The Poplar Bluff Museum tells many unknown tales of our community. I want to tell you some of those hidden tales found within the museum walls.
In 1900 Poplar Bluff was a boom town. It was full of hard men. The timber industry and the railroad brought mill workers, loggers and railroad roughnecks to the 40 saloons, road houses and gambling parlors of Poplar Bluff. The legendary Carrie Nation even came to town in 1907 and organized the Women’s Christian Temperance Union and the Anti-Social League in 1910.
In 1920 the 18th Amendment was passed and Prohibition became the law. You would think that would have an effect on the towns liquor industry, but it didn’t. Swamp stills popped up overnight. Crime and corruption flourished. It was said that ¾ of the town folk were involved in some form of bootlegging. Law enforcement officers from the street cop to the Chief of Police were involved with the trade. Federal officers were brought in to enforce the law only to have the bootleggers tipped off by the local police.
Poplar Bluff earned the nickname “Little Chicago.” Al Capone used to travel by train to Hot Springs, Arkansas. It is rumored that even he stopped in town to do business.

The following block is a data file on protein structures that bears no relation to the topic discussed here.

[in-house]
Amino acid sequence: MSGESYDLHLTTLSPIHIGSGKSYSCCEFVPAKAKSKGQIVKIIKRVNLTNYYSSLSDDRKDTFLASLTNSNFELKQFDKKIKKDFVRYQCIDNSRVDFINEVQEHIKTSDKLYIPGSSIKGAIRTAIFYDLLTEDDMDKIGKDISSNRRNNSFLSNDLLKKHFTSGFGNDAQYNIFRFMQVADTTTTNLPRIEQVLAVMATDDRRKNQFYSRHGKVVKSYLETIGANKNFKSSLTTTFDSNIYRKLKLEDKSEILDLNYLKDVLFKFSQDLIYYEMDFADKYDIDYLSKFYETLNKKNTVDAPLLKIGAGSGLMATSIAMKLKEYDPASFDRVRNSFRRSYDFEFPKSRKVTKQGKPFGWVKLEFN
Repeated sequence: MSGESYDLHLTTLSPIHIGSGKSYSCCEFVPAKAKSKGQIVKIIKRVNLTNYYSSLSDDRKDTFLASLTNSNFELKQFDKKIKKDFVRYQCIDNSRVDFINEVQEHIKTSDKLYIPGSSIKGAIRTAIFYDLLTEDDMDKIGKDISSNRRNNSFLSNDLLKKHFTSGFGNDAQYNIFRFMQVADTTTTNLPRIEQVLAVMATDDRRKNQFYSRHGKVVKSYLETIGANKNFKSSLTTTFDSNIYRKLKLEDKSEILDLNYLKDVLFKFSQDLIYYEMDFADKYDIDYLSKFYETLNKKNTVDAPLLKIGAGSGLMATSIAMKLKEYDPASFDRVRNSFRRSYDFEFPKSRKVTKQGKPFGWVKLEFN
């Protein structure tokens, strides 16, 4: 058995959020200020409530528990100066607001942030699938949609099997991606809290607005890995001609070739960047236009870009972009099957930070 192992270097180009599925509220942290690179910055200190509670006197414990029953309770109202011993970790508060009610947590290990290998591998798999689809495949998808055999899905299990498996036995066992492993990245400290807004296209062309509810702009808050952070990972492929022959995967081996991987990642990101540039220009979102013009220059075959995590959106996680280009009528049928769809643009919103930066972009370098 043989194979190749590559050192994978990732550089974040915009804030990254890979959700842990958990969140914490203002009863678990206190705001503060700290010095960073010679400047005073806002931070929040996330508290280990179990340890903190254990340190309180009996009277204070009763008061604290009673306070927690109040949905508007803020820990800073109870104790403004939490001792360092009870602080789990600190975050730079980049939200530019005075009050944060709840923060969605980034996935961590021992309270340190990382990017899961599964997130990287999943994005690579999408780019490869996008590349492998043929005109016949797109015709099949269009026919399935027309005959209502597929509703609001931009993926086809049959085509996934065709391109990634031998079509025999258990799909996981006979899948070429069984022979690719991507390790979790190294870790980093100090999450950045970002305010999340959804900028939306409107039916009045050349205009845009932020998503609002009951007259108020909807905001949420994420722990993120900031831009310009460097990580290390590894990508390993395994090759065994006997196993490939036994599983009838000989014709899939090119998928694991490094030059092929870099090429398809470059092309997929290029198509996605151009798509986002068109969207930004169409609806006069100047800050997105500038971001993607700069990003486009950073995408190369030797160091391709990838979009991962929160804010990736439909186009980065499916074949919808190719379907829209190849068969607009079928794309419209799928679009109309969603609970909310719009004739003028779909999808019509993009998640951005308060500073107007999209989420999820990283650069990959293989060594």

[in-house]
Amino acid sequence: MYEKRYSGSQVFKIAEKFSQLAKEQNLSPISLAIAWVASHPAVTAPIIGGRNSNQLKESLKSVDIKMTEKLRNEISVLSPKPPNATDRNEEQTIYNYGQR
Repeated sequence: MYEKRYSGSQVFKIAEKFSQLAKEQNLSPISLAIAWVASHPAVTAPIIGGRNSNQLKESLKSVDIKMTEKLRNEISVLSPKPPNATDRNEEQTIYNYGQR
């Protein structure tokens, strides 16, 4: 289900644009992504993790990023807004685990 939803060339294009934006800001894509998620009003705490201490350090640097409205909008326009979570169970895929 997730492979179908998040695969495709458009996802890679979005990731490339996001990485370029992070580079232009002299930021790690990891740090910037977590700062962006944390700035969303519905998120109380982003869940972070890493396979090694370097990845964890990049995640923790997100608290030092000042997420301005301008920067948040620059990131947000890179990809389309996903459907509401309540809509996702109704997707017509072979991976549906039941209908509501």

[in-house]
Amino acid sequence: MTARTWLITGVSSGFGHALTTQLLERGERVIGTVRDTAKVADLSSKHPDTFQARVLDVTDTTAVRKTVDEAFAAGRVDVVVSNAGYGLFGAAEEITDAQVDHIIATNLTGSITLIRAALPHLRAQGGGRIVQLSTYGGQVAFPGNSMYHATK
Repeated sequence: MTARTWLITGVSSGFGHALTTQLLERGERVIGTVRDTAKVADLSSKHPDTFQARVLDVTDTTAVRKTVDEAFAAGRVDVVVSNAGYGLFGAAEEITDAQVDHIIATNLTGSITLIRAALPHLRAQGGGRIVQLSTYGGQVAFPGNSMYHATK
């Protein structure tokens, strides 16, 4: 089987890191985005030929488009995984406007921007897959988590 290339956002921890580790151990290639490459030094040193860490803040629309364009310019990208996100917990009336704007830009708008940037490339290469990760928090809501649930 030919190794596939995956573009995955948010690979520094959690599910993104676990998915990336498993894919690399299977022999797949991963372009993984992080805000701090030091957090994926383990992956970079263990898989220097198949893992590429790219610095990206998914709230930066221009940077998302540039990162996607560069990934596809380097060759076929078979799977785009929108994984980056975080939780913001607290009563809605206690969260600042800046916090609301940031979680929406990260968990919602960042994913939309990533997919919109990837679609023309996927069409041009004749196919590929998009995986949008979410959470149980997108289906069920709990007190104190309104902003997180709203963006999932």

After the 1927 tornado, a lot of damaged buildings were abandoned. They quickly were filled with liquor stills. In 1930, 500 gallons of moonshine was discovered in a raid on the old Dalton building. It was all poured into the street and down the sewer. 200 people stood and watched Broadway Street turn into a river of whiskey.
When captured, local bootleggers were rarely prosecuted. In 1931, five men dressed up like police and hijacked 350 gallons of whiskey from another bootlegger. When caught, no charges were filed.
In 1933 Prohibition was repealed. Life returned to normal in Poplar Bluff. By now the timber boom was over and Poplar Bluff was showing the first signs of becoming a respectable town. All the confiscated stills were sold off as scrap. The money was used to buy candy for all the town orphans for Christmas.
The prohibition story is told in great detail by Robert H. Forister in his 1935 book “Complete History of Butler County Missouri.” In his book, Forister names all the bootleggers and corrupt law enforcement officials. A real family history story. The book is on file in the Poplar Bluff Museum reference library.
The Museum is handicap accessible and open free of charge Sunday 1-4 p.m. at 1010 Main Street. Tell them Mike sent you.
Mike Shane is a veteran, Poplar Bluff resident and board member for the Poplar Bluff Museum.